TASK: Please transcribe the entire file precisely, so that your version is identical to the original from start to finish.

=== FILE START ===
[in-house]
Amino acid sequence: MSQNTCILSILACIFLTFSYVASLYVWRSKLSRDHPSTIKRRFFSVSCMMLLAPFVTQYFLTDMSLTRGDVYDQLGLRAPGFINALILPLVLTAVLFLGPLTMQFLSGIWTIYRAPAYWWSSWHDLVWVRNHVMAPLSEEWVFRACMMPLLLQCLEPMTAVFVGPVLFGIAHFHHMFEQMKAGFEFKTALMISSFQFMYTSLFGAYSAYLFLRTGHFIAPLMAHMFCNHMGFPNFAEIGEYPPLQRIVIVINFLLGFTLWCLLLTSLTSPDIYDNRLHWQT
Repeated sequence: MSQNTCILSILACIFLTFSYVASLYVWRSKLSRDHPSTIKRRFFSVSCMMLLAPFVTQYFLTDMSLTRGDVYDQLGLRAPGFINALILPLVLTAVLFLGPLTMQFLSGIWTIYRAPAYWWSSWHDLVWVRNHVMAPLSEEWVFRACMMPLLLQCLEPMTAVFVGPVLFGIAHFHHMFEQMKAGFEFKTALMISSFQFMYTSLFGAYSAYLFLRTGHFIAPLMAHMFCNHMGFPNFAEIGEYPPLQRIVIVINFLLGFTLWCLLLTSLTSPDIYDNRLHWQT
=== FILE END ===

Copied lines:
[in-house]
Amino acid sequence: MSQNTCILSILACIFLTFSYVASLYVWRSKLSRDHPSTIKRRFFSVSCMMLLAPFVTQYFLTDMSLTRGDVYDQLGLRAPGFINALILPLVLTAVLFLGPLTMQFLSGIWTIYRAPAYWWSSWHDLVWVRNHVMAPLSEEWVFRACMMPLLLQCLEPMTAVFVGPVLFGIAHFHHMFEQMKAGFEFKTALMISSFQFMYTSLFGAYSAYLFLRTGHFIAPLMAHMFCNHMGFPNFAEIGEYPPLQRIVIVINFLLGFTLWCLLLTSLTSPDIYDNRLHWQT
Repeated sequence: MSQNTCILSILACIFLTFSYVASLYVWRSKLSRDHPSTIKRRFFSVSCMMLLAPFVTQYFLTDMSLTRGDVYDQLGLRAPGFINALILPLVLTAVLFLGPLTMQFLSGIWTIYRAPAYWWSSWHDLVWVRNHVMAPLSEEWVFRACMMPLLLQCLEPMTAVFVGPVLFGIAHFHHMFEQMKAGFEFKTALMISSFQFMYTSLFGAYSAYLFLRTGHFIAPLMAHMFCNHMGFPNFAEIGEYPPLQRIVIVINFLLGFTLWCLLLTSLTSPDIYDNRLHWQT